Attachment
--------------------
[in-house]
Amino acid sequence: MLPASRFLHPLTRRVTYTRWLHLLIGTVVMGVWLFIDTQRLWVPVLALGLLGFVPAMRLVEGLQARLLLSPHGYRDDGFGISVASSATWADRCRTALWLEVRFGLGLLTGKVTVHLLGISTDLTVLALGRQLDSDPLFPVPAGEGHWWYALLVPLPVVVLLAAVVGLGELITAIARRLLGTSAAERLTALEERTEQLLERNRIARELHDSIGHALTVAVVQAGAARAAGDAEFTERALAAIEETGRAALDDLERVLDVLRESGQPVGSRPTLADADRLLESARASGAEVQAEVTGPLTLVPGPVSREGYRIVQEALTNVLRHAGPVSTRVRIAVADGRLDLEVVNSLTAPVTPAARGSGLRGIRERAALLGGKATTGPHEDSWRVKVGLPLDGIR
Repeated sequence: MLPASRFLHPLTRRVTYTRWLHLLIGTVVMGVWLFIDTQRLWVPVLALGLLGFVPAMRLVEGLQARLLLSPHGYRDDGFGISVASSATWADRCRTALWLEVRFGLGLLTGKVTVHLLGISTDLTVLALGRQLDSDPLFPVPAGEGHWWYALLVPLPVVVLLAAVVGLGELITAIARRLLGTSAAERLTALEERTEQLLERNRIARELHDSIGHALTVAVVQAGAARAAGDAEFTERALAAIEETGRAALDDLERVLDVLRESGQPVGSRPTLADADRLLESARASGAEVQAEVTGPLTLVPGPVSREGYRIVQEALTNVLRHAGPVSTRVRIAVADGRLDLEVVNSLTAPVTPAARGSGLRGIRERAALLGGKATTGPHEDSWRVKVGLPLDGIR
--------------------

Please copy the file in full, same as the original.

[in-house]
Amino acid sequence: MLPASRFLHPLTRRVTYTRWLHLLIGTVVMGVWLFIDTQRLWVPVLALGLLGFVPAMRLVEGLQARLLLSPHGYRDDGFGISVASSATWADRCRTALWLEVRFGLGLLTGKVTVHLLGISTDLTVLALGRQLDSDPLFPVPAGEGHWWYALLVPLPVVVLLAAVVGLGELITAIARRLLGTSAAERLTALEERTEQLLERNRIARELHDSIGHALTVAVVQAGAARAAGDAEFTERALAAIEETGRAALDDLERVLDVLRESGQPVGSRPTLADADRLLESARASGAEVQAEVTGPLTLVPGPVSREGYRIVQEALTNVLRHAGPVSTRVRIAVADGRLDLEVVNSLTAPVTPAARGSGLRGIRERAALLGGKATTGPHEDSWRVKVGLPLDGIR
Repeated sequence: MLPASRFLHPLTRRVTYTRWLHLLIGTVVMGVWLFIDTQRLWVPVLALGLLGFVPAMRLVEGLQARLLLSPHGYRDDGFGISVASSATWADRCRTALWLEVRFGLGLLTGKVTVHLLGISTDLTVLALGRQLDSDPLFPVPAGEGHWWYALLVPLPVVVLLAAVVGLGELITAIARRLLGTSAAERLTALEERTEQLLERNRIARELHDSIGHALTVAVVQAGAARAAGDAEFTERALAAIEETGRAALDDLERVLDVLRESGQPVGSRPTLADADRLLESARASGAEVQAEVTGPLTLVPGPVSREGYRIVQEALTNVLRHAGPVSTRVRIAVADGRLDLEVVNSLTAPVTPAARGSGLRGIRERAALLGGKATTGPHEDSWRVKVGLPLDGIR